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French Word of the Day: Faire l’andouille

You can take doing the sausage too far, you know...

French Word of the Day: Faire l’andouille
Photo: Annie Spratt/Unsplash/Nicolas Raymond

Why do I need to know faire l’andouille?

What parent doesn’t need to know new and exciting French ways to tell their children to stop messing about?

What does it mean?

Faire l’andouille – fair lann-doo-ee – literally translates as ‘[to] do the sausage’. It means to mess about, behave like an idiot. Basically, kids/teenagers. Especially boys.

An andouille sausage is usually grey, and is commonly made using the small intestines of a pig and has, let’s say, a distinctive odour. You might think it a little … uriney. So in that sense it’s not a million miles from the English phrase ‘pissing about’ to describe messing around or generally being a fool.

Use it like this

Fais pas l’andouille, ton examen est dans trois jours – Stop mucking about, your exam’s in three days! 

Similar phrases you could use

Faire l’oeuf – mucking around

Faire le jacques – acting up

Jouer au con – playing the fool 

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For members


French Expression of the Day: La clim’

You'll definitely want to know about this during the summer.

French Expression of the Day: La clim'

Why do I need to know la clim’?

Because the lack of green spaces in cities might find you looking desperately for fresh air.

What does it mean?

La clim’, pronounced la-cleem, means air conditioning, it is a shortened version of la climatisation.

Climatisation comes from the word climatiseur, which itself comes from Klima in Greek and means the inclination of planet Earth from the equator to the poles. This inclination of the planet on its axis is responsible for the seasons and if you find yourself in a French city in August your inclination will definitely be towards climatisation.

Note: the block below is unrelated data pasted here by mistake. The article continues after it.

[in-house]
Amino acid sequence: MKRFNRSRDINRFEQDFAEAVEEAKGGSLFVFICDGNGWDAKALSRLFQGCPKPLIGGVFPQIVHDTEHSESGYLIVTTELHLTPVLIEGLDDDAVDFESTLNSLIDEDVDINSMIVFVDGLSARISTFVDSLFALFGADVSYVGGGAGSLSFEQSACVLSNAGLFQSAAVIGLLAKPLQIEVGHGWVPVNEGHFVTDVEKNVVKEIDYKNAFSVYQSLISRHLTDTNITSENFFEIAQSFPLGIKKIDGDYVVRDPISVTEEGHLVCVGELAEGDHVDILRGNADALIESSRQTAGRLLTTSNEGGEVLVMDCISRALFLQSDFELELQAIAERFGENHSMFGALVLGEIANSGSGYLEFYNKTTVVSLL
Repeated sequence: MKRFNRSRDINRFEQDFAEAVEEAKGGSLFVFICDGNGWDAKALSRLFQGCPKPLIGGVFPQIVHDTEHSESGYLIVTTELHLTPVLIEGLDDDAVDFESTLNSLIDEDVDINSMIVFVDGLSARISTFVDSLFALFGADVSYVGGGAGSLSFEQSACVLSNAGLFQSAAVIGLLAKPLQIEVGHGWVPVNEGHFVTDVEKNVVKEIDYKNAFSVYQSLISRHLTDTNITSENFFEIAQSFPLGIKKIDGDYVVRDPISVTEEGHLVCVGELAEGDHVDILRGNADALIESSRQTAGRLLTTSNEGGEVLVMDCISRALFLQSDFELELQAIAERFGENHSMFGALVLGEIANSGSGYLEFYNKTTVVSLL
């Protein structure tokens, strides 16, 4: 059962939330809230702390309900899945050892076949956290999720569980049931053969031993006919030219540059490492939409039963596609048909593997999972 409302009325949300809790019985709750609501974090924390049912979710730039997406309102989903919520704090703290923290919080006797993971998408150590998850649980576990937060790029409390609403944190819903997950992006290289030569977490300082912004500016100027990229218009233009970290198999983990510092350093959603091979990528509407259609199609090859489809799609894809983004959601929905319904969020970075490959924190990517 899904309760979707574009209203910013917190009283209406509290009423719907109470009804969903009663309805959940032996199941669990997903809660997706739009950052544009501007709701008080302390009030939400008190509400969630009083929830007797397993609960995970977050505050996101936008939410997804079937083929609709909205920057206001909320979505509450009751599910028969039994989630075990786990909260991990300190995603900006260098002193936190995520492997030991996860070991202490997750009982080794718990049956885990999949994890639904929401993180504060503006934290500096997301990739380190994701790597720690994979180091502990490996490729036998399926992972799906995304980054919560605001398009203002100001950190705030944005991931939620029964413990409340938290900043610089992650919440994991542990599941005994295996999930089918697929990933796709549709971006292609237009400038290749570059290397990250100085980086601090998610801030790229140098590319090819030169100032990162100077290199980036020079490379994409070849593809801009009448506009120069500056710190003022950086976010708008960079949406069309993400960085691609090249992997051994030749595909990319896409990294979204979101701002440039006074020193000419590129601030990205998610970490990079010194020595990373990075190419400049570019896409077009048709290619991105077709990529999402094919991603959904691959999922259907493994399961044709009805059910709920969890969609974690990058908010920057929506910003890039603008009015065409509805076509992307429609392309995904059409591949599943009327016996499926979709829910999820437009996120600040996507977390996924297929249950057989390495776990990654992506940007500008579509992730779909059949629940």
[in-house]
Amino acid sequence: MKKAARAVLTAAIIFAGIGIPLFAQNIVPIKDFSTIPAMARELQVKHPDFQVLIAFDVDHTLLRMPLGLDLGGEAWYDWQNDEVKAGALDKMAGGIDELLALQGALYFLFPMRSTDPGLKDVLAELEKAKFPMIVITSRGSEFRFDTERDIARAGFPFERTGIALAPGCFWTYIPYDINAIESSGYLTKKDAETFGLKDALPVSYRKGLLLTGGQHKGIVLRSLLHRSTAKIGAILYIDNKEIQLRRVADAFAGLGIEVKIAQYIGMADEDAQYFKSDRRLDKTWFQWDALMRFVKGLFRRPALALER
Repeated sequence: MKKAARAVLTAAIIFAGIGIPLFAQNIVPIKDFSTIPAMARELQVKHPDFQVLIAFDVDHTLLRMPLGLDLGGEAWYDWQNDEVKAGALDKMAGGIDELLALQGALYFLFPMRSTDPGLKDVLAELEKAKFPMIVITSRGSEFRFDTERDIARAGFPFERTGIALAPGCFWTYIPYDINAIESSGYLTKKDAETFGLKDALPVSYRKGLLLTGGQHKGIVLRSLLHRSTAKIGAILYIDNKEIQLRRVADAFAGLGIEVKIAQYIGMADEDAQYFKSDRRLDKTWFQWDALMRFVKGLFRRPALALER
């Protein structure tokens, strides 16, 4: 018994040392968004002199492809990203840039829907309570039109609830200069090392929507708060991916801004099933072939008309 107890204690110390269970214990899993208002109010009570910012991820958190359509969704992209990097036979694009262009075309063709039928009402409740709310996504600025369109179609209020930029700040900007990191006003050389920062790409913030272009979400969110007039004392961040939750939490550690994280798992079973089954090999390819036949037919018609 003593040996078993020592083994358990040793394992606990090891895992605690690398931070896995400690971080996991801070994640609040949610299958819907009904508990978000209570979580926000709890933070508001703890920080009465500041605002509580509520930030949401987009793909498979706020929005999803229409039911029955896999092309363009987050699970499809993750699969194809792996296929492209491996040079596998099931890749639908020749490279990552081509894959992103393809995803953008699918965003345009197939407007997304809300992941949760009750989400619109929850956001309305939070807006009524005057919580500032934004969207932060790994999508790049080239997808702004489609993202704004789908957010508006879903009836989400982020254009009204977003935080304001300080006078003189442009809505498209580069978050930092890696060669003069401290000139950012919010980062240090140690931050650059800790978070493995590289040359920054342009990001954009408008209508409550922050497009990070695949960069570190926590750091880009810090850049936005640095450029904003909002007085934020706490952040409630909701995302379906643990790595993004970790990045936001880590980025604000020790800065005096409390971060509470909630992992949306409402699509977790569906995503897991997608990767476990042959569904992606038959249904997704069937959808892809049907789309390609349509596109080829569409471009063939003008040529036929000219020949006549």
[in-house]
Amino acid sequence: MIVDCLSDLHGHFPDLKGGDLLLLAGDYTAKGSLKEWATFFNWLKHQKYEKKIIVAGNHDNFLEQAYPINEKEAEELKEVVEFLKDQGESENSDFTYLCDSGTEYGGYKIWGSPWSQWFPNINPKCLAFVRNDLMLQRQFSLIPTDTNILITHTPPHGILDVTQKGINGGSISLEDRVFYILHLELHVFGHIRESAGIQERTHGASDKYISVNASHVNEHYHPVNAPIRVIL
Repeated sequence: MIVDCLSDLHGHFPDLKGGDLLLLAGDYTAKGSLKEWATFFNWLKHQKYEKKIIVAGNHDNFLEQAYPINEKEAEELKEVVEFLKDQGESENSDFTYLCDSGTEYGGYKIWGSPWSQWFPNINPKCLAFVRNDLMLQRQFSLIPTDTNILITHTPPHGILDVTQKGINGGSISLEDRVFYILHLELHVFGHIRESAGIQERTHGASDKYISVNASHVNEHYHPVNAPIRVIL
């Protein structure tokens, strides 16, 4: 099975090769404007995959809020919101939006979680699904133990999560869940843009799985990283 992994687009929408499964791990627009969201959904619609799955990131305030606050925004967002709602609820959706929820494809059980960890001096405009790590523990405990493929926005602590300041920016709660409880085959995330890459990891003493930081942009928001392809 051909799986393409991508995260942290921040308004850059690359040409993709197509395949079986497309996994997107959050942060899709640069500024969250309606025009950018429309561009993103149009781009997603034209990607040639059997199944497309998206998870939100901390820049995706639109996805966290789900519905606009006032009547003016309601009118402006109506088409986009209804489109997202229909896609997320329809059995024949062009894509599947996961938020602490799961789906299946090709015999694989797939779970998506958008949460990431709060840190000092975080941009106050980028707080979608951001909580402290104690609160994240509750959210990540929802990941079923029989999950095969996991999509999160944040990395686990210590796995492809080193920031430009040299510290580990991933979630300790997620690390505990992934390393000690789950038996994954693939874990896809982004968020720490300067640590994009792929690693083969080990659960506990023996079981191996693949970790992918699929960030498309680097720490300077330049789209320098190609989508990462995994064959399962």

Air-conditioning in private homes is not common France, some hotels have it but not all and in the summer months restaurants will often advertise air-con if they have it, as a way of luring in hot-and-bothered tourists.

If you find yourself desperate for cool air, head to a supermarket – almost all French supermarkets are air-conditioned in the summer. Or for a more fun option just head to the nearest city fountain or water feature and join the locals who are splashing around to cool off.

Use it like this

Il fait très chaud, avez-vous la clim’ dans votre hotel ? – It’s really hot, do you have air-con in the hotel?

Je n’aime pas mettre la clim’ en route car cela est mauvais pour la santé et l’environnement – I don’t like turning on the AC, it’s bad for my health and for the environment

Il fait froid, peut-on s’il vous plait éteindre la clim’ ? – It’s cold, could  we turn off the air-con?

La clim’ fait beaucoup de bruit, pouvons-nous la mettre en sourdine ? – This AC is really noisy, could we turn it down?


Un climatiseur – the formal name for an air-conditioner (in French the air conditioning is feminine by the air conditioner is masculine)

Un ventilateur – a ventilator

Un Brumisateur – a ‘fogger’ – these machines which pump out cool water vapour are often seen on the streets and in parks during the summer

Un Rafraichisseur d’air – an air freshener